Wellbeing: Developing your inner ‘scout mindset’ – the self-help technique for making better decisions Leave a comment

Having a scout mindset means being open to admitting mistakes and changing direction

TYING knots, lighting fires and camping under the stars – for most kids, being part of the Scouts is an opportunity to learn basic survival and bushcraft skills.

But those lessons in resilience and resolve could still benefit us as adults today, according to Julia Galef, host of the popular Rationally Speaking podcast and author of a new book called The Scout Mindset: Why Some People See Things Clearly and Others Don’t.

Galef has spent years researching the patterns behind clear thinking, speaking on the subject for TED and co-founding the Center for Applied Rationality.

She argues that adopting a ‘scout mindset’ will help us decide what’s true and help us to think and reason more successfully in everyday life.


Galef says that many of us have an in-built ‘soldier’ mindset, which means that we see the things we want to see.

This kind of limited mindset is based on emotions such as defensiveness and tribalism, and changing your mind or admitting you’re wrong is seen as a weakness or defeat.

Soldiers are driven to defend the ideas they want to believe and shut down those that challenge them. The scout, meanwhile, is the opposite.

“Scout mindset allows you to recognise when you are wrong, to seek out your blind spots, to test your assumptions and change course,” says Galef.

“It’s what prompts you to honestly ask yourself questions like ‘Was I at fault in that argument?’ or ‘Is this risk worth it?’ or ‘How would I react if someone from the other political party did the same thing?”‘

A scout goes into every situation with an inquisitive mind – surveying the territory to form a clear map of reality.

It’s with this kind of accuracy-motivated truth-seeking that Galef says we’re most likely to make the best decisions, as scouts are unbiased ‘give-it-a-goers’ who look for the hard facts – regardless of what they hope to be the case.


Galef argues that this kind of mindset is particularly helpful in this digital age, where misinformation and emotionally-charged opinions are rife.

While our brains might be naturally wired into a defensive soldier mindset, we can consciously learn skills that stop us from leaning on knee-jerk reactions that cause irrational decision making.

“We rationalise away our flaws and mistakes,” says Galef.

“We indulge in wishful thinking. We cherry-pick evidence that confirms our prejudices and supports our political tribe.

“That picture isn’t wrong, but it is missing something.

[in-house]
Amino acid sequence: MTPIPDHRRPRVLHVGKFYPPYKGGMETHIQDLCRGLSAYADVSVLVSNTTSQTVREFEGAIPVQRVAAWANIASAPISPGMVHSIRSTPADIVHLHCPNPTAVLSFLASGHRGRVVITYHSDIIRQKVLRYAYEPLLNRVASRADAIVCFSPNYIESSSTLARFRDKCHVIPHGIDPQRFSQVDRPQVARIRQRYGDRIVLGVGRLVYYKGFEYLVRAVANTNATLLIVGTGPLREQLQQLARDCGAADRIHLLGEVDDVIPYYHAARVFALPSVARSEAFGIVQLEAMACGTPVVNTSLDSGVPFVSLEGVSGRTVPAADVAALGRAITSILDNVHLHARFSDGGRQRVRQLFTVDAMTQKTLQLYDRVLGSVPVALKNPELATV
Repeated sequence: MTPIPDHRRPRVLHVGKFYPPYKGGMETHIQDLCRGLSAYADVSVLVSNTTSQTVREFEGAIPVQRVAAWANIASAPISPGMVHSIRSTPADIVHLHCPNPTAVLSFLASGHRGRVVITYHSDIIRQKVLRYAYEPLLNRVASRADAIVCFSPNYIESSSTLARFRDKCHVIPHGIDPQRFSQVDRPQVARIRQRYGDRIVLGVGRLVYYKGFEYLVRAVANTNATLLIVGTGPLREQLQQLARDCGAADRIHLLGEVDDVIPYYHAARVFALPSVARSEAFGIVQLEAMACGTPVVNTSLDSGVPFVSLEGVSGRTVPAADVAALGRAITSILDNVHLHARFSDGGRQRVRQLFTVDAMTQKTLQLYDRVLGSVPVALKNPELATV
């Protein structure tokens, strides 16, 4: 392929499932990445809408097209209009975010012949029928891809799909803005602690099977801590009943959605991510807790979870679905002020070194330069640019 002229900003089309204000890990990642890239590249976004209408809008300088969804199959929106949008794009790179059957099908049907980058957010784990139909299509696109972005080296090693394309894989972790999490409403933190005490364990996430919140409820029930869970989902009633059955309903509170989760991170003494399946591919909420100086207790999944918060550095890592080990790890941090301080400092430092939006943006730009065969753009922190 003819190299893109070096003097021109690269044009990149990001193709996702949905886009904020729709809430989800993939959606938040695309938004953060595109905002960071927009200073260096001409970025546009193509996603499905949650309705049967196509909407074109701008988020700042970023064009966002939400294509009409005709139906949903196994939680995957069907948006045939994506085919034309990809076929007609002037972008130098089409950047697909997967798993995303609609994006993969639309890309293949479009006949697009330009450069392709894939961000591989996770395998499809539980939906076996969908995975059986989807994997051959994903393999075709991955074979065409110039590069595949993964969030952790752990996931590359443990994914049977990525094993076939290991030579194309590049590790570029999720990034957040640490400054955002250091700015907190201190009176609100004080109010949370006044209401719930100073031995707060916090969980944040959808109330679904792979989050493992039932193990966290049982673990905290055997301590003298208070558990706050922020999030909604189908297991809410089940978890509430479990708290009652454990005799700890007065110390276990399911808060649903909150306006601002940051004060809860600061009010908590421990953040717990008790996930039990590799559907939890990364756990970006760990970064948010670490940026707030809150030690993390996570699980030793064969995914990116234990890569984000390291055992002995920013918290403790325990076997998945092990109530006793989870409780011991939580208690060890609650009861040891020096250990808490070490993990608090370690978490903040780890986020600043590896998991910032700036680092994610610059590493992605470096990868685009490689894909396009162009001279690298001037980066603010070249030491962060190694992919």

“Yes, we often rationalise away our mistakes – but we sometimes acknowledge them, too. We change our minds less often than we should, but more often than we could.

“We’re complex creatures who sometimes hide the truth from ourselves, and sometimes confront it.”

For Galef, the scout mindset is all about looking at the times we succeeded in not fooling ourselves, and what we can learn from those successes.

This, she believes, can teach us to be more enlightened, less confrontational, make better decisions and enjoy the process of learning.

Julia Galef, author of The Scout Mindset: Why Some People See Things Clearly and Others Don’t


1. Realise the truth isn’t in conflict with your other goals

“Many people actively resist viewing reality accurately, because they believe that accuracy is a hindrance to their goals – that if they want to be happy, successful and influential, it’s better to view themselves and the world through a distorted lens,” says Galef.

In actual fact, she says that some of the world’s most successful people – like Tesla CEO Elon Musk and Amazon founder Jeff Bezos – weren’t delusional or overconfident about their companies, and had a clear mindset about the risk of failure (apparently Musk estimated a 10 per cent chance of success for both Tesla and Space X).

2. Learn tools that make it easier to see clearly

There are exercises and techniques you can practise to help you become a more rational thinker.

Galef says it’s not as simple as just asking yourself, “Am I biased?” Thought experiments and introspection techniques, which she details in her book, can help you see things clearly.

For instance, learning to recalibrate the percentage odds you put on facts – like when you say you’re “100 per cent sure” about something – can help you to better understand your confidence in your beliefs.

3. Always be open to changing your mind

Galef says this includes telling other people when you realise they’re right.

Instead of seeing ‘getting it wrong’ as a failure, changing your mind is more about updating your beliefs in line with the evidence.

4. Appreciate the emotional rewards of the scout mindset

“Facing reality with all its uncertainty and disappointments might seem bleak,” says Galef.

“But for the most part, [scouts] are calm, cheerful, playful and resolute.

“That’s because even though it may not be obvious from the outside, scout mindset is emotionally rewarding.

“It’s empowering to be able to resist the temptation to self-deceive, and to know that you can face reality even when it’s unpleasant.”

The Scout Mindset: Why Some People See Things Clearly and Others Don’t by Julia Galef is published by Piatkus at £14.99

The Scout Mindset: Why Some People See Things Clearly and Others Don’t by Julia Galef is published by Piatkus, priced £14.99

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